From Pravda, a Russian newspaper, I have been lucky enough to stumble on their tome of cellular history and the impact of cellular in the country of Russia. Sometimes, reading of technology from another perspective can be very interesting, especially when I generally have some latest and greatest phone that hasn’t even entered the market yet.
First, cellular phones were used in cars: those were cumbersome devices weighing 30-40 kilos. In Russia, just four years ago mobile phones began to turn from bulky monsters into nice little devices.
Today, having a cell phone does not indicate that its owner has high incomes; what is more, mobile operators regularly cut their tariffs which makes mobile phones available for everyone. How did mobile phones appear at all?
Martin Cooper is considered the official “father” of a cell phone; being rather old today he is still a significant figure in the cell communications business.
In 1947, the Bell Laboratories research laboratory offered creation of a mobile phone to be used in cars. Those were devices weighing 30-40 kg; by the 1970s mobile phones considerably lost some of their weight to 15 kg and became smaller. There was no internal power source in such phones that is why automobile electricity was used for devices to function.
In 1954, Martin Cooper began his career as an engineer with Motorola, then universally known radio equipment producer. In several years, Cooper became the head of the department working on portable devices and created the first portable radio transmitter in 1967. Since that time he began working on a phone which people could take anywhere. Motorola decided to demonstrate that creation of cell networks was possible. April 3, 1973 engineers of the company mounted a base station on the top of a 50-storeyd building in New York. That was just a prototype able to serve some 30 clients and connect them to ground-based communications lines. Approximately at the same time the first mobile phone Dyna-Tac appeared. Today, the size of the first mobile phone seems to be shocking for us: 225Ãƒ’Ã¢â‚¬Â¦125Ãƒ’Ã¢â‚¬Â¦375mm, 1.15kg! There was no display at all and certainly no phone book which are traditional for modern cell phones. The phone battery maintained up to 30 minutes of the conversation regime and it took 10 hours to charge the battery. And still that was a revolution in the communications sphere.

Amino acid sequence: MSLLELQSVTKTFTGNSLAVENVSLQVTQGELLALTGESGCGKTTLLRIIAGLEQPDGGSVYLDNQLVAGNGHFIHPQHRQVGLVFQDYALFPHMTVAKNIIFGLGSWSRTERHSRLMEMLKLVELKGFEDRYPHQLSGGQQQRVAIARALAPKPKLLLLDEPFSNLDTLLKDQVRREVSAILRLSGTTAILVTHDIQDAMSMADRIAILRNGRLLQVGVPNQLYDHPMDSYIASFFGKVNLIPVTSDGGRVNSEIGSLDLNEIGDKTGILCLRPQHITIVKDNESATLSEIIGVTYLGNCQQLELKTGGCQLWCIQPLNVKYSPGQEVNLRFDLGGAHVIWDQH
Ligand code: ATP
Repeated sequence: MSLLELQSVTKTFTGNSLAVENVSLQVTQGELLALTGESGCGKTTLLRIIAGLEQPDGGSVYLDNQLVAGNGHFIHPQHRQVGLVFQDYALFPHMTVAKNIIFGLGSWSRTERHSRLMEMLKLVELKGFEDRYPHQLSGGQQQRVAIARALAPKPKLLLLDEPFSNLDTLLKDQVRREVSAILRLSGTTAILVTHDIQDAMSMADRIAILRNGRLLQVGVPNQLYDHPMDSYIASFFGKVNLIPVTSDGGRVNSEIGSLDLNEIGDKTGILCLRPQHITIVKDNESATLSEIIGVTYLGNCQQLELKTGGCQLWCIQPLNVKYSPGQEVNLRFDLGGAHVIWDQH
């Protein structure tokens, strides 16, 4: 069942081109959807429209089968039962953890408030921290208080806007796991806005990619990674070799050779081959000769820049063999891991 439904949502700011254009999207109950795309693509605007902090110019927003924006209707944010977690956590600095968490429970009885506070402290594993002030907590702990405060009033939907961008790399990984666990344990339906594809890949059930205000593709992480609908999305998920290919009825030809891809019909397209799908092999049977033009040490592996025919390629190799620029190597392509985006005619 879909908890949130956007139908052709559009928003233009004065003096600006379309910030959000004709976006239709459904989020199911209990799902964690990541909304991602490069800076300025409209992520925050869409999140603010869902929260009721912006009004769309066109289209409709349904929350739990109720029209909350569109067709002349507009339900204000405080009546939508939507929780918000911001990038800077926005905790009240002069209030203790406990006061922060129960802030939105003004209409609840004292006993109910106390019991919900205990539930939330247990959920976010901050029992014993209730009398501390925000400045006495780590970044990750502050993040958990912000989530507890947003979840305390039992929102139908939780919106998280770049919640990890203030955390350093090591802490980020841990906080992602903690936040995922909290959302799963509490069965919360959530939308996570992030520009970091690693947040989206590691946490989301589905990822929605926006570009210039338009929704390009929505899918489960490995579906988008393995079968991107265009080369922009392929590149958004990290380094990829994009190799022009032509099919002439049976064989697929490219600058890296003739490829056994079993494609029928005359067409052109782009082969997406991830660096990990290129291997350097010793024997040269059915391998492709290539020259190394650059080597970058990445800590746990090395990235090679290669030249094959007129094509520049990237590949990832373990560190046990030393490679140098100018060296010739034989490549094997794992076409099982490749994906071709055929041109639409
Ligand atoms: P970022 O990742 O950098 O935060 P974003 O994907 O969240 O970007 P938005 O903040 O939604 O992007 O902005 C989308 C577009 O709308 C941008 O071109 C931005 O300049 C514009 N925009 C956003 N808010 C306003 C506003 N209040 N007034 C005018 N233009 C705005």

Motorola did not open series production of Dyna-Tac; the company had developed five more generations of mobile phones before they became available for public in 1983.
Motorola Timeport P7389 is the world’s first WAP-phone; Motorola Timeport 7389i is the world’s first GPRS phone; Samsung SGH-A400 was the first mobile phone designed especially for women. The Internet Times (Swatch) technology was for the first time used in Ericsson T20. Benefon ESC is the world’s first GSM-phone having a GPS receiver.
However, it is not quite easy to say how old the mobile phone is. The first commercial cell network was put in operation ten years after the experiment conducted in New York.
March 6, 1983 Motorola began selling its DynaTAC 8000X in the US. The phone weighed 800 g but it was very long, 33 centimeter, to be put into a pocket. Even though the phone was very expensive – $3,995 – clients had to put themselves down on a waiting list. Having a mobile phone added much prestige to its owners, and the number of cell networks clients increased to 300,000 people in a year.
Nowadays, over 1.2 billion people hold mobile phones which are no longer exotic but everyday things. Engineers have worked a lot to make mobile phones so small that it is sometimes problematic to find a phone amidst keys and key holders in a pocket.
Appearance of mobile phones slowed down satellite phone development as satellite communications proved to be more expensive and less comfortable than cell communications.
The article actually had another sentence which I just had to take off. Sorry, but if you want to see the final sentence in the story, first sit down, then take a Tylenol and remember that the world is a beautiful place and of course what we do is safe! The feds say so! Then >click here.
Another article on Pravda provided insight regarding the countries near dependance on grey-market goods, and the “feds” are beefing up efforts to stop the goods from getting in the country. You see, they aren’t making any money off of them, nor is a “realtor” (broker??).